Addressing party supporters at a campaign rally in Omu-Aran, Irepodun Local Government Area, Abdulrazak noted that payment of pension to former political office holders was detrimental to the socio-economic development of the state.
“We need to change some terrible laws. We’ll repeal that obnoxious pension law when we get to office.
“It’s a privilege to become a governor of a state. It is dubious for anyone to become governor and then earn a pension more than the people who served the state for their entire lives.
“We cannot take that any more. But we need enough lawmakers to push through the repeal of the offensive law,” he said.
Some senior lawyers have also described the action of state Houses of Assembly in passing life pension laws for governors and their deputies as an illegal act.
The lawyers while speaking over the issue at the weekend faulted the action saying it is unconstitutional.
In his comment, a Senior Advocate of Nigeria (SAN) Chief Mike Ahamba, noted that political office holders are not among the categories of people recognised by the Constitution as being entitled to pension.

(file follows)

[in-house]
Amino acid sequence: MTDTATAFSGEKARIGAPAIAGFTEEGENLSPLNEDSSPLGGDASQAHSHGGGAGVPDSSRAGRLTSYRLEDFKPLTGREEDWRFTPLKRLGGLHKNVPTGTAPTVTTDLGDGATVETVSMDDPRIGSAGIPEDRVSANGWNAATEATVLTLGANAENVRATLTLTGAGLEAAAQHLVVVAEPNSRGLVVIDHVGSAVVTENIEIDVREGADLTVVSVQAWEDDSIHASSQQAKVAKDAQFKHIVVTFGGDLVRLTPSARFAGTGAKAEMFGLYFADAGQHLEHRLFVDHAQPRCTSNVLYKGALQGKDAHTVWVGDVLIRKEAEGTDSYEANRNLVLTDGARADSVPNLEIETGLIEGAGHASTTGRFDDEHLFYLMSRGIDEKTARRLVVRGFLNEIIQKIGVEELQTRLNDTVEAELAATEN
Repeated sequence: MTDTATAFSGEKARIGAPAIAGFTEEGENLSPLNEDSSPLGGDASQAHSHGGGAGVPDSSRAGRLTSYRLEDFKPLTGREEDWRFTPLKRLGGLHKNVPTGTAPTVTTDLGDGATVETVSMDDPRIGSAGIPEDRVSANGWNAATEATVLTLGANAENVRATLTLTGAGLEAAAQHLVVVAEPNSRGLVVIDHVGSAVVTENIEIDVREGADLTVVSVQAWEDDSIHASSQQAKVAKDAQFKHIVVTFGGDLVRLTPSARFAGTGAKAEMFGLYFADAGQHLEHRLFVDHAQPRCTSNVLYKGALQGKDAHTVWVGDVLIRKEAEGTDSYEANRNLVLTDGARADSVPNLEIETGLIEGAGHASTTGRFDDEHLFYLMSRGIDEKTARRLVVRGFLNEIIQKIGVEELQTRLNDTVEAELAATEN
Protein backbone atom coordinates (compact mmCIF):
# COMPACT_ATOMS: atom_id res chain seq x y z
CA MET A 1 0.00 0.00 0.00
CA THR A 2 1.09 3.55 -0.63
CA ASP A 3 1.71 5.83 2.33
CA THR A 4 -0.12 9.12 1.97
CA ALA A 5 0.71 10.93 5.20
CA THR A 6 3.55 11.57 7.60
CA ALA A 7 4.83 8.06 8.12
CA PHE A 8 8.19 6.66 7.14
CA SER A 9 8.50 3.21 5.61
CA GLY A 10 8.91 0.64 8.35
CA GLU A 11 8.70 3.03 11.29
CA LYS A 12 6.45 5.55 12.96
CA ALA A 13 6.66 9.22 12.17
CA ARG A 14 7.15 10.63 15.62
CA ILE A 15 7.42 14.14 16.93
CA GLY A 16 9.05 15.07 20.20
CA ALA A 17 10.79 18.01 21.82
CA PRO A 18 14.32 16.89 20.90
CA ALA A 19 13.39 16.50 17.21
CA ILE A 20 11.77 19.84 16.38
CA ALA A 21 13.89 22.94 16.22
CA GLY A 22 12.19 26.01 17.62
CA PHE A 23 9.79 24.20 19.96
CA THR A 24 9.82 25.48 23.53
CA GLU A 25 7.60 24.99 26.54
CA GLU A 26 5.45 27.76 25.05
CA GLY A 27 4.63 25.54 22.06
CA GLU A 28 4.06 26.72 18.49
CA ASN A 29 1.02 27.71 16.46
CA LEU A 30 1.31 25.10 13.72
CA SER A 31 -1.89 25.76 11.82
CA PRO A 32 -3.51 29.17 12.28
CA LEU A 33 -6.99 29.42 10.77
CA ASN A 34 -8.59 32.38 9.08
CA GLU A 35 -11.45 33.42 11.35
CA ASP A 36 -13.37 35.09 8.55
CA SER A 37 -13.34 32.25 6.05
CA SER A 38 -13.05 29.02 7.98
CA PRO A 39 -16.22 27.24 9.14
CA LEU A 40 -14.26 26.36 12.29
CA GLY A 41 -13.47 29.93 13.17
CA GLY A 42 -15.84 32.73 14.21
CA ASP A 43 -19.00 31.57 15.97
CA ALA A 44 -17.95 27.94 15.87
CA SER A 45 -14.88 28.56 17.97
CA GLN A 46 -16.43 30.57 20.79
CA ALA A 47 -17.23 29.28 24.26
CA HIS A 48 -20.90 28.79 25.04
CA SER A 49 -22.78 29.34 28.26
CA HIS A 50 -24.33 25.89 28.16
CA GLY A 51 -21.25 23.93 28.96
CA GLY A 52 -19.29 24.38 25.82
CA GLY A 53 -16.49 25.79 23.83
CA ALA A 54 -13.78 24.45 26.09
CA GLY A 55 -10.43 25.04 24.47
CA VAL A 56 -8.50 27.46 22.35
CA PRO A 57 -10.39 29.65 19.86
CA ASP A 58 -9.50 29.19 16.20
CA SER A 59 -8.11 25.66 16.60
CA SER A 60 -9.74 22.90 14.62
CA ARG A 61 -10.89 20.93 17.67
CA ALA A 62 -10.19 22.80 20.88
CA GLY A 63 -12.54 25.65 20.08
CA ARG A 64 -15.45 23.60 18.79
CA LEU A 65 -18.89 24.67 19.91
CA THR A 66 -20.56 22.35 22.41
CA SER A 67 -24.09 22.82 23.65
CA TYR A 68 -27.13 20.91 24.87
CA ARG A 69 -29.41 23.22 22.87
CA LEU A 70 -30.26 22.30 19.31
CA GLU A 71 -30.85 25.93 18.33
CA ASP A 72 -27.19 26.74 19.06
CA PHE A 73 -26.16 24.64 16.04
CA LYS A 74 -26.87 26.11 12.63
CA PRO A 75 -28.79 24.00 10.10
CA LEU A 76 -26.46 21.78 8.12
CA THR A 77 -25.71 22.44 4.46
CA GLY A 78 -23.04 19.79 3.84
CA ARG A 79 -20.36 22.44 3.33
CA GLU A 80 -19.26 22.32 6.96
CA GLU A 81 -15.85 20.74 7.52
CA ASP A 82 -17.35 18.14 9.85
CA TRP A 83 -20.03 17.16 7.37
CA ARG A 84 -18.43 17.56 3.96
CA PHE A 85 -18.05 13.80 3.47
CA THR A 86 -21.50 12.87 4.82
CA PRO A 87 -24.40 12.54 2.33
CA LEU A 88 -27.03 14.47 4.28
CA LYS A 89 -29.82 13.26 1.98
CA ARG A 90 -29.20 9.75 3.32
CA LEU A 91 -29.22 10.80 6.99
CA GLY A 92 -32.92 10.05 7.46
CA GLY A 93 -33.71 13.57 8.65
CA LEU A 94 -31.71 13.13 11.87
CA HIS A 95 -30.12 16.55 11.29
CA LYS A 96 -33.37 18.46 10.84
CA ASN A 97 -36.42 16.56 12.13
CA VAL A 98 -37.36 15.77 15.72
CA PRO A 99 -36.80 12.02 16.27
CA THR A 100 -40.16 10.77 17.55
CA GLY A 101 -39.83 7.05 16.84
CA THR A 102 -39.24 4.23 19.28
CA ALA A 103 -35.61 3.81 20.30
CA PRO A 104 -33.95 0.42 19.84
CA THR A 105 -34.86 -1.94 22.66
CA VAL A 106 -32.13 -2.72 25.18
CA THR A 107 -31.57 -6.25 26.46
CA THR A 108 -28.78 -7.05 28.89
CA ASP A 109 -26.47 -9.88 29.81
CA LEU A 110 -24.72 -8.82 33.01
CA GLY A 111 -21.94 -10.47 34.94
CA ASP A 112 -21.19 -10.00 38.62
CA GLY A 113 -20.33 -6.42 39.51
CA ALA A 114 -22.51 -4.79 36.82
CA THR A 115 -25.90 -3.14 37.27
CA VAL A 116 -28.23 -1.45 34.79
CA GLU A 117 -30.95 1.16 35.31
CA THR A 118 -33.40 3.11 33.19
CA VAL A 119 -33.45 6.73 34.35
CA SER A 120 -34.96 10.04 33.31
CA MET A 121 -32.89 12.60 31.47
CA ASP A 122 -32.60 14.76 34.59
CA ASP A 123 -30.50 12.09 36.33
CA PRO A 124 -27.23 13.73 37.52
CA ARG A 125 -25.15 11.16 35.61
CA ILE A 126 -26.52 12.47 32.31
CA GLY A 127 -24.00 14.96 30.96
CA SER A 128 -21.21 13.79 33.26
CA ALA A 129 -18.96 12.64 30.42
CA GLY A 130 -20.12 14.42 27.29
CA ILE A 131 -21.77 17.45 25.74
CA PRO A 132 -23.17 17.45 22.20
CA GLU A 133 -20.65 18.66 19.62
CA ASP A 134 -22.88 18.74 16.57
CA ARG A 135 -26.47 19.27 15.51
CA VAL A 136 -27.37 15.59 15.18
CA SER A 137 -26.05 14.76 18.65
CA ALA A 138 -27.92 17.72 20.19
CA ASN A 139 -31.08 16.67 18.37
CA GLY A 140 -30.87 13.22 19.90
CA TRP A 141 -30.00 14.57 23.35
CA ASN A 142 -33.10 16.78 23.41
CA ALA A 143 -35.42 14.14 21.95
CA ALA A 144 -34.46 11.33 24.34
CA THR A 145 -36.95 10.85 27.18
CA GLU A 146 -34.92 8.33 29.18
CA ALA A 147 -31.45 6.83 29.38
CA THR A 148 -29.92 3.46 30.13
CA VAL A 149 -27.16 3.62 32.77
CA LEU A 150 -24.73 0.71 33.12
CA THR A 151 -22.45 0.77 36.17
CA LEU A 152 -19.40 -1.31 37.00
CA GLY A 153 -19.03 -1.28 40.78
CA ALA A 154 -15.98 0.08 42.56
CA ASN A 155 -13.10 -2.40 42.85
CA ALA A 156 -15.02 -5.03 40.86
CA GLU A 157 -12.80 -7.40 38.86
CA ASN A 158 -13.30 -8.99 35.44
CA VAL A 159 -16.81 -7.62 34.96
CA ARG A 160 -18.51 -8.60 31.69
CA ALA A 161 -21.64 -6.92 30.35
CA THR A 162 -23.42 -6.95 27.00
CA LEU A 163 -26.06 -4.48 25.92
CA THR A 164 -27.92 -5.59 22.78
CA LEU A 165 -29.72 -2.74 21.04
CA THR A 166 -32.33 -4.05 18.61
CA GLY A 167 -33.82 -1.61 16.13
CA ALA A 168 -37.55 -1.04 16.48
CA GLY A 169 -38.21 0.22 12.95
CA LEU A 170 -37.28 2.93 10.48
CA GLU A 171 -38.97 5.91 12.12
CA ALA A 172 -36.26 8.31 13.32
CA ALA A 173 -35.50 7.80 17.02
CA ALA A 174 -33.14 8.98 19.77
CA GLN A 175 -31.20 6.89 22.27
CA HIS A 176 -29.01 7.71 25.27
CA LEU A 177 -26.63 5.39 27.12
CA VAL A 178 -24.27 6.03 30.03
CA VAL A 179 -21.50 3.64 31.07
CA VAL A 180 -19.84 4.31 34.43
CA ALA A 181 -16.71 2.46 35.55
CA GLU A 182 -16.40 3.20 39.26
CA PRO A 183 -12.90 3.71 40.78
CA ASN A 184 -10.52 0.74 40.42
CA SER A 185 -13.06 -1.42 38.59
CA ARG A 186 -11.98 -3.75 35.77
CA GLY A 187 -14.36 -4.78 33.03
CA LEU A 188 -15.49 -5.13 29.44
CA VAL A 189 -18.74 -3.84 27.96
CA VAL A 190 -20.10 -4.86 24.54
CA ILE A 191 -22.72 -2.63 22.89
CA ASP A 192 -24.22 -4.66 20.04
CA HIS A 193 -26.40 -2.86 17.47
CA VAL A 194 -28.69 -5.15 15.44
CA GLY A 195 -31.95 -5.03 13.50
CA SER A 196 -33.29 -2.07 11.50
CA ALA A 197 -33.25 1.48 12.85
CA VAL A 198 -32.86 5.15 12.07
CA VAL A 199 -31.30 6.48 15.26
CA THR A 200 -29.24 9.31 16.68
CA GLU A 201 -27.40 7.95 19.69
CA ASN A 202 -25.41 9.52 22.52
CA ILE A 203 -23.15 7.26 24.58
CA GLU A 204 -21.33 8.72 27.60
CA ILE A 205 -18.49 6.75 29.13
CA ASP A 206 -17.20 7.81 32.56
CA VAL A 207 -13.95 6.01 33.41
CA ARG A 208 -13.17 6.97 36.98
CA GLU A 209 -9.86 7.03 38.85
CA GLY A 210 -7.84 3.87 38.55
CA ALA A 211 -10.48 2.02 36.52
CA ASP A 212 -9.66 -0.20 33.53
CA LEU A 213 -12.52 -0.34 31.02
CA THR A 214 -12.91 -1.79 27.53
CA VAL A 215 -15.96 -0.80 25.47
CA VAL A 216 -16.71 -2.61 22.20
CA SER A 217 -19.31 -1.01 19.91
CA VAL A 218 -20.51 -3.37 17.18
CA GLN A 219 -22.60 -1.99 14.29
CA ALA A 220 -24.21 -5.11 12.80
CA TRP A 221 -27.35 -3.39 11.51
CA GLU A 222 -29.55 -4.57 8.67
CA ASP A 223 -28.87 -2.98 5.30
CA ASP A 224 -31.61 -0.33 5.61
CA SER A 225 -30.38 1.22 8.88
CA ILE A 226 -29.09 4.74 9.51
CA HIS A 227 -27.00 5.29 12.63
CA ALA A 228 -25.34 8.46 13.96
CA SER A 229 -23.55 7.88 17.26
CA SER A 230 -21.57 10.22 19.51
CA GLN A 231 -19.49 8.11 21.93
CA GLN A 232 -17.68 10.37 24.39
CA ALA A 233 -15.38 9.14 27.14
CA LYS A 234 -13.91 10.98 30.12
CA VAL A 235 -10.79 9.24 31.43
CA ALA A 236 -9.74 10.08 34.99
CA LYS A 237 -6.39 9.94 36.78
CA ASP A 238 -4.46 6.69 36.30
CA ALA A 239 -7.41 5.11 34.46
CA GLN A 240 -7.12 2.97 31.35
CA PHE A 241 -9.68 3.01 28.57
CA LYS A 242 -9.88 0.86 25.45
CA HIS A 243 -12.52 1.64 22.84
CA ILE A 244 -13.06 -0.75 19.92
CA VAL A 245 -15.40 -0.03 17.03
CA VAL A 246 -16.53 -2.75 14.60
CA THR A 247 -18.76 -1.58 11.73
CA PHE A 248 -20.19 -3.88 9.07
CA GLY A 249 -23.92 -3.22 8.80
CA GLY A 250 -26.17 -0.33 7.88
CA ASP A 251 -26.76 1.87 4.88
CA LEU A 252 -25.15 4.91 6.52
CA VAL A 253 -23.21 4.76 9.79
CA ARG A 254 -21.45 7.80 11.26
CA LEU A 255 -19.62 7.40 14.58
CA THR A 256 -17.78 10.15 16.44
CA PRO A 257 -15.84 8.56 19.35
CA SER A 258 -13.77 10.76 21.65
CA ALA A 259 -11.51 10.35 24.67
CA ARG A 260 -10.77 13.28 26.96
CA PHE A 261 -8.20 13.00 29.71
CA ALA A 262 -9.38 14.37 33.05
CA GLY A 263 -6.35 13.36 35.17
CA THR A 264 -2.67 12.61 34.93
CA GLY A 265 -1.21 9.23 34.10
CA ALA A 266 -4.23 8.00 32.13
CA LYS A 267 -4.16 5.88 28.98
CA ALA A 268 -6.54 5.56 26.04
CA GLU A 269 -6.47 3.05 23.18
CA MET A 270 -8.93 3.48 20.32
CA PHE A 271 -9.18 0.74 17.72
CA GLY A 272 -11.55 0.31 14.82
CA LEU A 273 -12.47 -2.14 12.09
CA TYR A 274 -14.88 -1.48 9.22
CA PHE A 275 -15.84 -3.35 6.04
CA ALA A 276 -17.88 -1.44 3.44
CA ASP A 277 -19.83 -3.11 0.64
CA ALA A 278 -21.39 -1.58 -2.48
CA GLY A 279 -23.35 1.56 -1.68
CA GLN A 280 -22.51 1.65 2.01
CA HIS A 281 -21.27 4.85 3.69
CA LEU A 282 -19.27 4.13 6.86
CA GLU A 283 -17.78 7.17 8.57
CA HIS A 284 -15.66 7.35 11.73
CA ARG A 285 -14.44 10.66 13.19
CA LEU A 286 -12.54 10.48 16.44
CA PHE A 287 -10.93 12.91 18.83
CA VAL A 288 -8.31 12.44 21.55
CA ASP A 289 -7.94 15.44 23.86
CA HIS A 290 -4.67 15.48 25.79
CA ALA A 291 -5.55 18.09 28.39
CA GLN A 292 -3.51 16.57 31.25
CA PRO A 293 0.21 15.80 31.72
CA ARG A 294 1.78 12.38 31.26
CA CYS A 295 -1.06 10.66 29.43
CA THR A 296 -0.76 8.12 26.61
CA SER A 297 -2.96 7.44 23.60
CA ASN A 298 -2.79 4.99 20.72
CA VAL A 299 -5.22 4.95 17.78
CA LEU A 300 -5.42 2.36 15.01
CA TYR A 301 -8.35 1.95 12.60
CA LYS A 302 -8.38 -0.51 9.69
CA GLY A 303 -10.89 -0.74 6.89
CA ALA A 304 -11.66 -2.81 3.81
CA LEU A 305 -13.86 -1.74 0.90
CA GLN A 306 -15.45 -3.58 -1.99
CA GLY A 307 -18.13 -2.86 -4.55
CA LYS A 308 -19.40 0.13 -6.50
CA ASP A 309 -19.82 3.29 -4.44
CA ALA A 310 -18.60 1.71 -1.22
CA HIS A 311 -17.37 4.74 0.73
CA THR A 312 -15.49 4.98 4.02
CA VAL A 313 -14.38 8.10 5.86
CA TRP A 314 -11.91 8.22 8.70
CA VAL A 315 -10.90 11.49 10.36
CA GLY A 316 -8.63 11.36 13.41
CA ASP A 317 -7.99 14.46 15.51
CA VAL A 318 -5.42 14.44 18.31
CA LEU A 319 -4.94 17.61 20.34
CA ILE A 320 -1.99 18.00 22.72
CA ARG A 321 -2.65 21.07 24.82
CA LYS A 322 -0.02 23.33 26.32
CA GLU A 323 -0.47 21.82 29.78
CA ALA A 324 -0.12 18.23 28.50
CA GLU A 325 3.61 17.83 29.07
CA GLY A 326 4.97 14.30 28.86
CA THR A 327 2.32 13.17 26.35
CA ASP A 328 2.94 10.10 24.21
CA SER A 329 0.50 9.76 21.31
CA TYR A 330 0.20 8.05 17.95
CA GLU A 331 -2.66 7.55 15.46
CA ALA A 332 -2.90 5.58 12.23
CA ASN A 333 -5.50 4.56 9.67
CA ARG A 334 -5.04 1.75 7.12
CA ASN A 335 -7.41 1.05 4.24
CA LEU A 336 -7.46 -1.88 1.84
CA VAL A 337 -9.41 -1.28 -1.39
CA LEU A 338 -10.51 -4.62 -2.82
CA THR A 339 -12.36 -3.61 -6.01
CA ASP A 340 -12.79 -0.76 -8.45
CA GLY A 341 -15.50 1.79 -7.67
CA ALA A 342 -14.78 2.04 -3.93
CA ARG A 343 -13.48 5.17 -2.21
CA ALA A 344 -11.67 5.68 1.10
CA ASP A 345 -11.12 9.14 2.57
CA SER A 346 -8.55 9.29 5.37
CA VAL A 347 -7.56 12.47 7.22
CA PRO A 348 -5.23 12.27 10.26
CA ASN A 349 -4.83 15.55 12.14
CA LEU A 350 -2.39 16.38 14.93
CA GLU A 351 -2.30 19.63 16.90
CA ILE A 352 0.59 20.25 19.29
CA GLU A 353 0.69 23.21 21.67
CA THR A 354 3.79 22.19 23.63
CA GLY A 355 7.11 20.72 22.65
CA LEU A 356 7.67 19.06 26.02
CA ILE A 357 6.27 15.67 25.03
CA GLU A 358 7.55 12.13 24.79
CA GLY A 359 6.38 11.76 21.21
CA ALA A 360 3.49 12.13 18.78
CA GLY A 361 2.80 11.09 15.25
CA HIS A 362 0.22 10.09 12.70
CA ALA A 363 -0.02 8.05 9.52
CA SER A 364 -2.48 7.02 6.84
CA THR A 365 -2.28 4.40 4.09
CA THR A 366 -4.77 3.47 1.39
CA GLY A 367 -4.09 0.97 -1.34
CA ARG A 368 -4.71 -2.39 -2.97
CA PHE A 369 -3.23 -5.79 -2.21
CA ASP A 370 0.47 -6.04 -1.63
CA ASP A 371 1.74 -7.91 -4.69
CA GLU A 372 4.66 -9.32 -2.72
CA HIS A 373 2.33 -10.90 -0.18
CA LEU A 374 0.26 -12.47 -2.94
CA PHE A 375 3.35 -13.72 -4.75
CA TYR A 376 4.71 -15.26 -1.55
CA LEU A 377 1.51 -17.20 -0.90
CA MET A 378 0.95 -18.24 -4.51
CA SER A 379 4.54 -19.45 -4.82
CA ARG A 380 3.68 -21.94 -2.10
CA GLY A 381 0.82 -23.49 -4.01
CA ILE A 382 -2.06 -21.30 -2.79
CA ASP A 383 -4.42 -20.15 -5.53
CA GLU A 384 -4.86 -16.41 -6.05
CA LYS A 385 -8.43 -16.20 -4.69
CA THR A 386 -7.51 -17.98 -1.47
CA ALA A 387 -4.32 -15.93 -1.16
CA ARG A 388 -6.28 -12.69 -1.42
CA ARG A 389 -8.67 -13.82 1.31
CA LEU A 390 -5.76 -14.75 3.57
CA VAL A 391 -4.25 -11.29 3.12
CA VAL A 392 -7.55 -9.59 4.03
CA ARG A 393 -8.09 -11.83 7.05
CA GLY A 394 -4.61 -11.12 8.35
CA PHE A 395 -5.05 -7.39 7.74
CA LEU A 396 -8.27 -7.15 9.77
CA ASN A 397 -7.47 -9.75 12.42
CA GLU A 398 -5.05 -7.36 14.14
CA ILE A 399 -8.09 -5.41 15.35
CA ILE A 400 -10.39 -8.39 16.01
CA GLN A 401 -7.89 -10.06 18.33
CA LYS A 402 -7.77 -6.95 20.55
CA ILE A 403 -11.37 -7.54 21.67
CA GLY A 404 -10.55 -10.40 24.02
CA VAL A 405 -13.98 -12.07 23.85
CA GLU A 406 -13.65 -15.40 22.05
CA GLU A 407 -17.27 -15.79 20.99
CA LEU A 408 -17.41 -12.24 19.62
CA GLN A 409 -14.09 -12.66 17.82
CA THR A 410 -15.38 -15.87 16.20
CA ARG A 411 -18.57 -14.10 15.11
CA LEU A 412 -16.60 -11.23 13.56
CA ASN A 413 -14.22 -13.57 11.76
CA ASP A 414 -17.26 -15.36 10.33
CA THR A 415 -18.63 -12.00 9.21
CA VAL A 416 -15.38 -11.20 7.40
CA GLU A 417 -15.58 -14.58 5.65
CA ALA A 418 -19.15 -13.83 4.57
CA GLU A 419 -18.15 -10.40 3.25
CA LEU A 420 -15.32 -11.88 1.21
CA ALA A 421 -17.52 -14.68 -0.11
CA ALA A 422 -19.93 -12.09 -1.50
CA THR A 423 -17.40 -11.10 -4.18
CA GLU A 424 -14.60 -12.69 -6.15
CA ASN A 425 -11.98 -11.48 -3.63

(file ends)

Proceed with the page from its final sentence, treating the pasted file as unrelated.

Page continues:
He said: “If you check the definition of public officer, it does not include political office holders like president, vice-president, governors, their deputies and members of the House of Assembly.
“Also, if you check the Pensions Act, it is for public officers. So, what these political office holders are doing by allocating pensions to themselves is against the Constitution. Neither the National Assembly nor the State Houses of Assembly is empowered by the Constitution to give extra powers to themselves.
“The president, vice-president, governors and other political office holders are public officers for the purpose of code of conduct only. That is for the purpose of declaring their assets and nothing nothing more.
Nigerians should rise up to resist these illegal moves. Taxpayers’ money should be spent judiciously and not to pay pension certain individuals who have only worked for between four to eight years.”
He was echoed by another silk, Chief Ifedayo Adedipe, who decried the high level of impunity being perpetrated by political elites in the country.
“It is quite unfortunate that Nigeria is blessed with infectiously corrupt political elite as people who have nothing to live on other than the common patrimony of other Nigerians. I have never seen anything more provocative.
“The crisis we are experiencing in the nation today is directly attributable to the greed of these political elites. Somebody will have 10, 15 cars as well as several houses because he served for only 4 or 8 years as governor and then he suddenly becomes a billionaire at the expense of the public. It is not right and I don’t support it.